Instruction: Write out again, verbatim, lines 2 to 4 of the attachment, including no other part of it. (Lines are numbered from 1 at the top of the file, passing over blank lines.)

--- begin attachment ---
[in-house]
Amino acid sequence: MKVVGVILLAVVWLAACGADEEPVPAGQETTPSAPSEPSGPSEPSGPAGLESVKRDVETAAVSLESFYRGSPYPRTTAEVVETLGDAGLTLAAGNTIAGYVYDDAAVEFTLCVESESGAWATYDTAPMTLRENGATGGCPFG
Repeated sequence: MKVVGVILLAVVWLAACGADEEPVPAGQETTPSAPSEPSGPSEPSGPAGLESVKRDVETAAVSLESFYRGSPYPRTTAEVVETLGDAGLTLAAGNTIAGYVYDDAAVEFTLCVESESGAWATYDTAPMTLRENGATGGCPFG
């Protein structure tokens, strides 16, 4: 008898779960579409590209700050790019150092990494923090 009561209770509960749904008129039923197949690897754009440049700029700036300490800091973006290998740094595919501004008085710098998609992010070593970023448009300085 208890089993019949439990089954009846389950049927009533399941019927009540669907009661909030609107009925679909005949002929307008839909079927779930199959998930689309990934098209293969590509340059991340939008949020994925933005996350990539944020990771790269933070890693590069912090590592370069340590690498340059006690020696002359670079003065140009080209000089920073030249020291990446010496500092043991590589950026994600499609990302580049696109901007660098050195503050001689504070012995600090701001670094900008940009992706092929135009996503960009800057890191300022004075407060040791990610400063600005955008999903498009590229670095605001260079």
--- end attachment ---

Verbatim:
Amino acid sequence: MKVVGVILLAVVWLAACGADEEPVPAGQETTPSAPSEPSGPSEPSGPAGLESVKRDVETAAVSLESFYRGSPYPRTTAEVVETLGDAGLTLAAGNTIAGYVYDDAAVEFTLCVESESGAWATYDTAPMTLRENGATGGCPFG
Repeated sequence: MKVVGVILLAVVWLAACGADEEPVPAGQETTPSAPSEPSGPSEPSGPAGLESVKRDVETAAVSLESFYRGSPYPRTTAEVVETLGDAGLTLAAGNTIAGYVYDDAAVEFTLCVESESGAWATYDTAPMTLRENGATGGCPFG
């Protein structure tokens, strides 16, 4: 008898779960579409590209700050790019150092990494923090 009561209770509960749904008129039923197949690897754009440049700029700036300490800091973006290998740094595919501004008085710098998609992010070593970023448009300085 208890089993019949439990089954009846389950049927009533399941019927009540669907009661909030609107009925679909005949002929307008839909079927779930199959998930689309990934098209293969590509340059991340939008949020994925933005996350990539944020990771790269933070890693590069912090590592370069340590690498340059006690020696002359670079003065140009080209000089920073030249020291990446010496500092043991590589950026994600499609990302580049696109901007660098050195503050001689504070012995600090701001670094900008940009992706092929135009996503960009800057890191300022004075407060040791990610400063600005955008999903498009590229670095605001260079």